Back then, raw food was never injected with Pennicilin and other fillers/antibiotics. That's why animals lived a healthy balanced life style. But now, we're feeding our animals processed raw meats/veggies that have pennicilin in them which in turn kills the good bacteria called Acidophilus that keeps the the bad bacterias in check. Once the good bacteria gets down to a low level, then the bad bacterias take over and then a whole load of health problems appear. I honestly feel that this is why dogs and humans are developing cancers of unkonwn strains and health issues unknown to doctors. I'm no expert, but I have done my homework and will stick to what I believe. What works for me and my dogs may not for the next person, but thi is just my experiences and what I've learned from the research that I've done in regards to this matter. check out Lactobacillus Acidophilus ;-)
Fast-N-Nefari0us
 

Postby mnp13 » Wed Apr 21, 2004 8:18 pm

Fast-N-Nefari0us wrote:I'm no expert, but I have done my homework and will stick to what I believe. What works for me and my dogs may not for the next person, but thi is just my experiences and what I've learned from the research that I've done in regards to this matter. check out Lactobacillus Acidophilus ;-)


To be frank, if you are feeding Eukanuba and calling it 'good food' then you have not done all of your homework. If your dogs are doing well on the food then that is fine, but it is not high grade food in any way shape or form. I know dogs that do well on Dog Chow, but that doesn't make it 'good' food.

I just read through the Eukanuba website and they list 'chicken by product meal' as an ingredient. This is not the same as 'chicken meal'. Regardless of how they claim that they 'refine' it, chicken by product meal is the leftover crap that no one can use for anything else.

I understand that you have read some studies, but the very simple plain fact is that modern human grade meats will not hurt dogs - whether they are raw or cooked. The stuff the FDA allows in meats today is appaling to me, but it will not hurt a healthy dog - just as it doesn't do immediate harm to humans.

The main point you are missing is that the initial processing of the meat is done in the stomach. Dogs have an extremely acidic stomach, it is high enough pH to dissolve bone particles. There are few bacteria that could get through that in the first place.

You bring up 'weird cancers', yet you give your dog processed food made from scraps that can't be used any other way. food labeling is an art form all by itself. Undefined 'Protein meal' is actually rendered protein. Do you have any idea what goes into protein rendering vats? You don't want to know.

Raw/ partially cooked food is by far the most healthy diet for dogs. It is what they are made to eat. They lived on raw food and people food for the last 6000 years or so, only in the past 50 years did humans decide that little pellets of processed food was better than the food they were designed to eat.

Do I personally feed kibble, despite knowing what is in it? Yes. It is easier, my dog likes it and it is much less messy. I don't have time to prepare normal meals for myself right now! I do the best I can in that respect, but I don't kid myself that there are better diets out there.

Michelle
mnp13
 

Postby barbponys » Wed Apr 21, 2004 10:39 pm

I have fed raw food to my dogs for a loooong time now. My pit has eaten it all her life, she's almost 8 and we have had her since she was 10 weeks. She eats a half and half diet just because of economics, we are feeding 17 animals, straight raw for the dogs isn't an option. The dry she gets is the best on the market at this time, it works for her. It doesn't for all dogs but for the majority it's an outstanding diet. I DO NOT prefer to feed kibble. If we didn't have horses, goats, chickens(they eat nothing but organic) and a myriad of animals in the house she would never eat another kibble.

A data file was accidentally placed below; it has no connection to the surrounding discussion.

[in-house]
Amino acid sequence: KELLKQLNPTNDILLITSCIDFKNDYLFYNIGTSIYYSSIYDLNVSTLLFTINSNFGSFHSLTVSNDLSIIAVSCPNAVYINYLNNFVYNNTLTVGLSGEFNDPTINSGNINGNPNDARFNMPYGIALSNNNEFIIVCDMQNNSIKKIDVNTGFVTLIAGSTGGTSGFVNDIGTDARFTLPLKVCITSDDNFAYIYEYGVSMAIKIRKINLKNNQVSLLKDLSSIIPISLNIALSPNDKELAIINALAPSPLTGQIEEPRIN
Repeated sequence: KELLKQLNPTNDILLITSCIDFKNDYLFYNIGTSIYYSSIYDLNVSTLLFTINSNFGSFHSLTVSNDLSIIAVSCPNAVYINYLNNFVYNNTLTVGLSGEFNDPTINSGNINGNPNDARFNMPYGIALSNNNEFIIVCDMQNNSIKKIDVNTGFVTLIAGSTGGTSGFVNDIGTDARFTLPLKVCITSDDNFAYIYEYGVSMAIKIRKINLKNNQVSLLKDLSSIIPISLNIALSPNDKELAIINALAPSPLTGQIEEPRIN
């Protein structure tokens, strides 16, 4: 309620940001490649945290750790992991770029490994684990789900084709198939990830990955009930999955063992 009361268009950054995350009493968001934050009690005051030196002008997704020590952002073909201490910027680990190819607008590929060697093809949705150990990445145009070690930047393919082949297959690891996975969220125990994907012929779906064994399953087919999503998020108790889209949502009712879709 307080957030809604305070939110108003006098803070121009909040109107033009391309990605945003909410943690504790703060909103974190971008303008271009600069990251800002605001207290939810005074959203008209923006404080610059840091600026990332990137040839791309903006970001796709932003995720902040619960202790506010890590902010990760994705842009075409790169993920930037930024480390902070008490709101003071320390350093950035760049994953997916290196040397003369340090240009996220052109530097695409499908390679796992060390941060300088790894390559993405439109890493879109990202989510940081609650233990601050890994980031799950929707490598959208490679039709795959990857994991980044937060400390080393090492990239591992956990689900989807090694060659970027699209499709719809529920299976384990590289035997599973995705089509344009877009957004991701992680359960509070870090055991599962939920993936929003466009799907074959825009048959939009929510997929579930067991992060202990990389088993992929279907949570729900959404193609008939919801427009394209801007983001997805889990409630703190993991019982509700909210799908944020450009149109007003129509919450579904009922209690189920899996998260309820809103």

Fast, all the dry foods that you mentioned were as bad if not worse than Euk. There have been some serious improvements in the manufacture of dry food in the last 4 years. Some can be hard to find but well worth the hunt. Any time a food lists by-product, middling, hulls, brans, flours, glutens and chemicals in its food you shouldn't walk away......you should run, very fast. BHA, BHT and Ethoxequin are ALL horrible preservatives. Talk about weird cancers, with the amounts of that crap in foods it's a miracle any of those poor animals reach the age of 5 with out something horrid happening to them. Open a bag.......it's as good at day 300 as it is at day 1.........not my idea of a good thing. JMO.

Pat
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Postby Fast-N-Nefari0us » Thu Apr 22, 2004 11:38 am

Hello,
I trust Eukanuba and the team of scientists behind the product. Through research, they've developed a product that is Superior to ANY HOME MADE MEAL. NO HOME MADE MEAL will ever have all the nutrients a dog needs to maintain a healthy and balanced diet, but a very high end kibble like Eukanuba will. I for one believe Eukenuba is an honest company that will not use any ingredient that will harm our pets. Through word of mouth, everyone has gotten the notion that "By-Products" are bad, when in fact an animal in the wild will eat from the inside out. Canines will tear open the stomach of the catch and eat everything within and work their way out. What do yall think 'By-Products" are? I will certainly not purchase low end feed, and definitely will not down grade Eukanuba just because a few people say their product is expensive and don't understand the meaning of "By-Products"

Mad Cow Desease and the fact that farmers are feeding their cows products made from cow blood is enough for me to stay clear of Raw Food diets. God knows what kind of chemicals, antibiotics, bacteria, and viruses you may subject your pet to when wipping up the next batch Rw Food. At least high end kibble will have product control since this is their speciality and work all day long to provide a Superior product for our pets. I'll have peice of mind when feeding my pets a complete diet made by Eukanuba. Cheers and thanks for all your opinions. I hope all this has helped HondaX in deciding how to keep his/her puppy healthy. Good luck HondaX!